Attended the Intelligence Squared debate at the Royal Geographic Society yesterday evening – chaired by Jonathan Freedland, with Jesse Norman and Rachel Johnson for the motion and with Will Self and Rod Liddle against.
On the way in, the audience (full theatre of 350-ish?) were a little under 50% for and the rest more undecided than against. At the conclusion we were over 60% against with very few undecided.
But therein lay the snag for me with the debate – about winning an either-or argument. Apart from choosing which “we” was being debated – the sum total of UK Benthamite “good” divided by the population, or some more global humanity – clearly the for parties simply traded stats on every measure of progress from economics and income levels, healthcare, environmental quality, freedoms of (religious, and political and scientific) expression, etc to subjective surveys of happiness and well-being. Much debate of course about the material and spiritual aspects of good and evidence of lack of correlation between the two. Will in particular declined this debate – sticking firmly to the whole individual of multiple constituencies, rather than measurable choices for some monolithic average “we”. Rod reinforced the superfluity of choice as the measure of why we’ve never had it so bad.
Ultimately as a debate it was the usual gladiatorial rhetorical battle – easily won by the rhetoricians, whose main point ironically was that wining gladiatorial battles on such matters was pointless.
All my “wisdom” agenda items in one nice package – we (constituency), value (good) and governance (how). Will particularly emphasising that scientism and quantifiable stats are the problem not the solution. A man after my own.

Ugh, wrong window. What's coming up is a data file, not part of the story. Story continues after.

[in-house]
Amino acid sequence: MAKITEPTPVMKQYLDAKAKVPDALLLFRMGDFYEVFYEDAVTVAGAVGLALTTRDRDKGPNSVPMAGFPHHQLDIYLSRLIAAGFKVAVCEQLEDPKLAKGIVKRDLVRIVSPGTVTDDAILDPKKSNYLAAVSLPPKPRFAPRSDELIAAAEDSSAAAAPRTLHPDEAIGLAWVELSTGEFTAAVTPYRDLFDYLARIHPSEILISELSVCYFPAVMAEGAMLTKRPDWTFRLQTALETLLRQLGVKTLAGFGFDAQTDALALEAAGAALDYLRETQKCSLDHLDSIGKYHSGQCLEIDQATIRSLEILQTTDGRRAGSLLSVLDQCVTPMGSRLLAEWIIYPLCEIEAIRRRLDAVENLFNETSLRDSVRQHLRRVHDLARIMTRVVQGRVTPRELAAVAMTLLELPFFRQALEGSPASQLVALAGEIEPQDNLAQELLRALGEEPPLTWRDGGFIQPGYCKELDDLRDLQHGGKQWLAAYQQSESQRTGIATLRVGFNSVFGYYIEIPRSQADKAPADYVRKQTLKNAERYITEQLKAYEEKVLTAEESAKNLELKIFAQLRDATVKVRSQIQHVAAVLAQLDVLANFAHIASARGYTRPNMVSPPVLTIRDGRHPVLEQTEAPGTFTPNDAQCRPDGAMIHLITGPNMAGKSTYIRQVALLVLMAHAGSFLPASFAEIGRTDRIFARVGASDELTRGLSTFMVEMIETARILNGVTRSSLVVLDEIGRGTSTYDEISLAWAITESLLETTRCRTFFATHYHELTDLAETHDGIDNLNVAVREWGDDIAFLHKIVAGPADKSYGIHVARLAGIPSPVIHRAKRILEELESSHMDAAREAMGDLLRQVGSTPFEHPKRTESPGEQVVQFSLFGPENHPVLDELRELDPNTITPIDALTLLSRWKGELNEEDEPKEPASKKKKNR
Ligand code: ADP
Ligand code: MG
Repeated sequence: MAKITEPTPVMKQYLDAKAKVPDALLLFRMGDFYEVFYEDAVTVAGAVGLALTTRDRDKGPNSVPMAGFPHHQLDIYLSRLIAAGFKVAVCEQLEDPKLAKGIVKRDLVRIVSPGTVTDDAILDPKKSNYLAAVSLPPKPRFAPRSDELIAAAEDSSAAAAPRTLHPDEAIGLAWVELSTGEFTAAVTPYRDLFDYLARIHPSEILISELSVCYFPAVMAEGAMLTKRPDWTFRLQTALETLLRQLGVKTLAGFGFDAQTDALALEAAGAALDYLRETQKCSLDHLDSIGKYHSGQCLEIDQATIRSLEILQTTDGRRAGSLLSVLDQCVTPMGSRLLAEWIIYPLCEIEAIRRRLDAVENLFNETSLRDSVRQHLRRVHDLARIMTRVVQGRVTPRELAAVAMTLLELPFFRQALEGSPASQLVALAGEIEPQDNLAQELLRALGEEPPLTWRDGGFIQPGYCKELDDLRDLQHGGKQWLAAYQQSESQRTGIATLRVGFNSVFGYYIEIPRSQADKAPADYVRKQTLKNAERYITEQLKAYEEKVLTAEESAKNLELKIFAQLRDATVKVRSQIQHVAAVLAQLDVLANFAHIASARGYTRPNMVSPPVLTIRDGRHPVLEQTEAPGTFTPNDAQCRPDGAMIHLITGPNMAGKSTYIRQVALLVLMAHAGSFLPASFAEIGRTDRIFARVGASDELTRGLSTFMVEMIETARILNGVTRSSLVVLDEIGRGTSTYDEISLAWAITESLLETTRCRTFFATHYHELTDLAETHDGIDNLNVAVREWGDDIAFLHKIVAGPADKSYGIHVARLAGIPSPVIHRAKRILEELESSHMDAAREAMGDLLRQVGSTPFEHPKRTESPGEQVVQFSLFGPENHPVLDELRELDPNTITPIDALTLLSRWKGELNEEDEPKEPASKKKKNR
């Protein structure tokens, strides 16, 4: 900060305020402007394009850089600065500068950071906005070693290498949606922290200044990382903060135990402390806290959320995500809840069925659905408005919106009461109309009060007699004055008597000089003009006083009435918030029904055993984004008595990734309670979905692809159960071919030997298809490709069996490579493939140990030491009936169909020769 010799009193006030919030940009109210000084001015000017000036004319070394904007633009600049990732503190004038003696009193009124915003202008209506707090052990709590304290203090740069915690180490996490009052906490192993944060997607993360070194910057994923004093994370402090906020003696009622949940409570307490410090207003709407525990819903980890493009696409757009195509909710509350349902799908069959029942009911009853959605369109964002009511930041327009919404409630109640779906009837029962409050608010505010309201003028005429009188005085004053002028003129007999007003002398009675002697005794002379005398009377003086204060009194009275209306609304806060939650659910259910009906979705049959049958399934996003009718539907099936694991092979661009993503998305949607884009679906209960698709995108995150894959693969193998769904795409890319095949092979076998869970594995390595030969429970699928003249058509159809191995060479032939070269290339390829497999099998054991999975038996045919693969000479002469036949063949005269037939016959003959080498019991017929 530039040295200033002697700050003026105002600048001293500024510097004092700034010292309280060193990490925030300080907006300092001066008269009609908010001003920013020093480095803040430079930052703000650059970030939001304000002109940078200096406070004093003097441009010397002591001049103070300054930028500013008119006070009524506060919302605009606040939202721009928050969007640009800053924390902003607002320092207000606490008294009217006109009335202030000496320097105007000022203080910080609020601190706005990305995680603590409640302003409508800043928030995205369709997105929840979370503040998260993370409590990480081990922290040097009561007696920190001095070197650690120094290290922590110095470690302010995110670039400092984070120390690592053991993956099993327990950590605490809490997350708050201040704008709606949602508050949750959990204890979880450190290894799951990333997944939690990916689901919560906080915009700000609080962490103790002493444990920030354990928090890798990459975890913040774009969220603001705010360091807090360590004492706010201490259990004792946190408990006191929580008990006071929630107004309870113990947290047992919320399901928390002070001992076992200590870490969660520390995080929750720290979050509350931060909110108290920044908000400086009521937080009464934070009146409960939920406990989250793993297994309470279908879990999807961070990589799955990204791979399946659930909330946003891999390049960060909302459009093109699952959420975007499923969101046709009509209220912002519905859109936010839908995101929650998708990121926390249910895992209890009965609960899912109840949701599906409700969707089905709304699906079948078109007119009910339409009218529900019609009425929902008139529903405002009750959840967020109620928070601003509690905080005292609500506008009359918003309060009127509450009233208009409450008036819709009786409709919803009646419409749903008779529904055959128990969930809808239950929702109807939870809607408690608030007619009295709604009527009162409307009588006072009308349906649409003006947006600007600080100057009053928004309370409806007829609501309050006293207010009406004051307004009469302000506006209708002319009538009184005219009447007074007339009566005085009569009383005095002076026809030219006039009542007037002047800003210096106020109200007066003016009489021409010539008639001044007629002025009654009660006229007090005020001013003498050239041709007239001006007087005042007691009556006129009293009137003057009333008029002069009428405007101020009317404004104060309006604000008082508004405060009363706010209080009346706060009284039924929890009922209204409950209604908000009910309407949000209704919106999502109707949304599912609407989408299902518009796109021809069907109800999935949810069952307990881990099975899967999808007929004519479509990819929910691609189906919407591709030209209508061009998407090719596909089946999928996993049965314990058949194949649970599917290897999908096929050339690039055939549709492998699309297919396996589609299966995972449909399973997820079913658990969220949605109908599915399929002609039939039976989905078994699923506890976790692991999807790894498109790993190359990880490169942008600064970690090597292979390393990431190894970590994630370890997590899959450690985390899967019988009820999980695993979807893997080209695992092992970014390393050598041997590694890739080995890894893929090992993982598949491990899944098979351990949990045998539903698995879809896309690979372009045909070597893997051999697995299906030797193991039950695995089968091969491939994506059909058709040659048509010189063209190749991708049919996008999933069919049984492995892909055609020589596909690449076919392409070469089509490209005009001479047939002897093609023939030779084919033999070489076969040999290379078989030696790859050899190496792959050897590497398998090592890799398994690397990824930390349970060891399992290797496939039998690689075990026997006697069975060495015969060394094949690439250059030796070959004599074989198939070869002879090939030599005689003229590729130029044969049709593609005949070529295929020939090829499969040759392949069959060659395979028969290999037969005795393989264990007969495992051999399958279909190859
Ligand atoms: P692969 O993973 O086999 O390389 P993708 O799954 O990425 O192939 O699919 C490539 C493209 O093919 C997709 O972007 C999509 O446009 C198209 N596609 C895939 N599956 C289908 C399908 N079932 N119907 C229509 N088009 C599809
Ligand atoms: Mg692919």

(Interesting therefore in this post-Russell-Brand world, that the motion in the March 11th debate at the Cadogan Hall is “One size doesn’t fit all – Democracy is not always the best from of government”. Connects with yesterday’s debate through the superfluity of choice angle, the meme of our social-media-enabled times is that everyone has, and expects to express, an opinion for or against anything and everything. Whereas real life ain’t so simple. Democracy would work if we could lose the myth of popular – statistical – voting.)
[Post Notes: Good personally, to make contact with Rod Liddle, a fellow Prior Guisborian alumnus of Prior Pursglove College in Guisborough, North Yorkshire. And also good to exchange contact details with the young guy from a Muslim society trying to arrange a forum on Islamic contributions to progress – attending this event to pick up hints on how to not necessarily organise as a gladiatorial debate – some impressive names on his wish-list of guest speakers – watch this space.]